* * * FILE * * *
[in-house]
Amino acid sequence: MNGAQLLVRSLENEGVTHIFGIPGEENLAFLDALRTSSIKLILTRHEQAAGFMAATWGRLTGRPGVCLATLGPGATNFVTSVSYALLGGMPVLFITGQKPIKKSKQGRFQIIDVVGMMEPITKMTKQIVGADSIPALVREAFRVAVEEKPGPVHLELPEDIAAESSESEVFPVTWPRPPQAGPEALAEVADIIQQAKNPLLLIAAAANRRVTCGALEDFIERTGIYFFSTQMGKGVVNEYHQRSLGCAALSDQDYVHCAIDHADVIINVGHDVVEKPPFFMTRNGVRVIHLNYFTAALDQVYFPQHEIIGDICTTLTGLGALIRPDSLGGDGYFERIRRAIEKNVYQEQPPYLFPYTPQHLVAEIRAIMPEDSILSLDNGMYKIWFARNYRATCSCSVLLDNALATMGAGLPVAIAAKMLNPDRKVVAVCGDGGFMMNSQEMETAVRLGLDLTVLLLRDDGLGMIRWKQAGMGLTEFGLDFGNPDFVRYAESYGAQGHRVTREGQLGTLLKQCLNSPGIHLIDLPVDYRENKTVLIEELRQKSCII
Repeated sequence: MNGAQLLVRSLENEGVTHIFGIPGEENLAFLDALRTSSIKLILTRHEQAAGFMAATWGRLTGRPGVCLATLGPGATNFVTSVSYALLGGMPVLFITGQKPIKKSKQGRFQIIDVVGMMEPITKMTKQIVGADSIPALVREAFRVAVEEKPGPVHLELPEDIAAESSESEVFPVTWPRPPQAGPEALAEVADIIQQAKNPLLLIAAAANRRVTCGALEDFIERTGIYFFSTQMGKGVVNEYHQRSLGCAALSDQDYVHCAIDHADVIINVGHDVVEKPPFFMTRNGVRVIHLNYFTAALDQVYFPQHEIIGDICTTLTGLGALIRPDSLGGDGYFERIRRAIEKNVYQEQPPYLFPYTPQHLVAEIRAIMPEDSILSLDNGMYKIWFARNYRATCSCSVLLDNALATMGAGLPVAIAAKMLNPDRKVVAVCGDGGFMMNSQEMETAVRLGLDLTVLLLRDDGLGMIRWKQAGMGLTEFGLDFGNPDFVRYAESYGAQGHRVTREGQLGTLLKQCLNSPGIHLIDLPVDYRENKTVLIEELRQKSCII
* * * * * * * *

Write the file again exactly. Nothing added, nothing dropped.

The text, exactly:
[in-house]
Amino acid sequence: MNGAQLLVRSLENEGVTHIFGIPGEENLAFLDALRTSSIKLILTRHEQAAGFMAATWGRLTGRPGVCLATLGPGATNFVTSVSYALLGGMPVLFITGQKPIKKSKQGRFQIIDVVGMMEPITKMTKQIVGADSIPALVREAFRVAVEEKPGPVHLELPEDIAAESSESEVFPVTWPRPPQAGPEALAEVADIIQQAKNPLLLIAAAANRRVTCGALEDFIERTGIYFFSTQMGKGVVNEYHQRSLGCAALSDQDYVHCAIDHADVIINVGHDVVEKPPFFMTRNGVRVIHLNYFTAALDQVYFPQHEIIGDICTTLTGLGALIRPDSLGGDGYFERIRRAIEKNVYQEQPPYLFPYTPQHLVAEIRAIMPEDSILSLDNGMYKIWFARNYRATCSCSVLLDNALATMGAGLPVAIAAKMLNPDRKVVAVCGDGGFMMNSQEMETAVRLGLDLTVLLLRDDGLGMIRWKQAGMGLTEFGLDFGNPDFVRYAESYGAQGHRVTREGQLGTLLKQCLNSPGIHLIDLPVDYRENKTVLIEELRQKSCII
Repeated sequence: MNGAQLLVRSLENEGVTHIFGIPGEENLAFLDALRTSSIKLILTRHEQAAGFMAATWGRLTGRPGVCLATLGPGATNFVTSVSYALLGGMPVLFITGQKPIKKSKQGRFQIIDVVGMMEPITKMTKQIVGADSIPALVREAFRVAVEEKPGPVHLELPEDIAAESSESEVFPVTWPRPPQAGPEALAEVADIIQQAKNPLLLIAAAANRRVTCGALEDFIERTGIYFFSTQMGKGVVNEYHQRSLGCAALSDQDYVHCAIDHADVIINVGHDVVEKPPFFMTRNGVRVIHLNYFTAALDQVYFPQHEIIGDICTTLTGLGALIRPDSLGGDGYFERIRRAIEKNVYQEQPPYLFPYTPQHLVAEIRAIMPEDSILSLDNGMYKIWFARNYRATCSCSVLLDNALATMGAGLPVAIAAKMLNPDRKVVAVCGDGGFMMNSQEMETAVRLGLDLTVLLLRDDGLGMIRWKQAGMGLTEFGLDFGNPDFVRYAESYGAQGHRVTREGQLGTLLKQCLNSPGIHLIDLPVDYRENKTVLIEELRQKSCII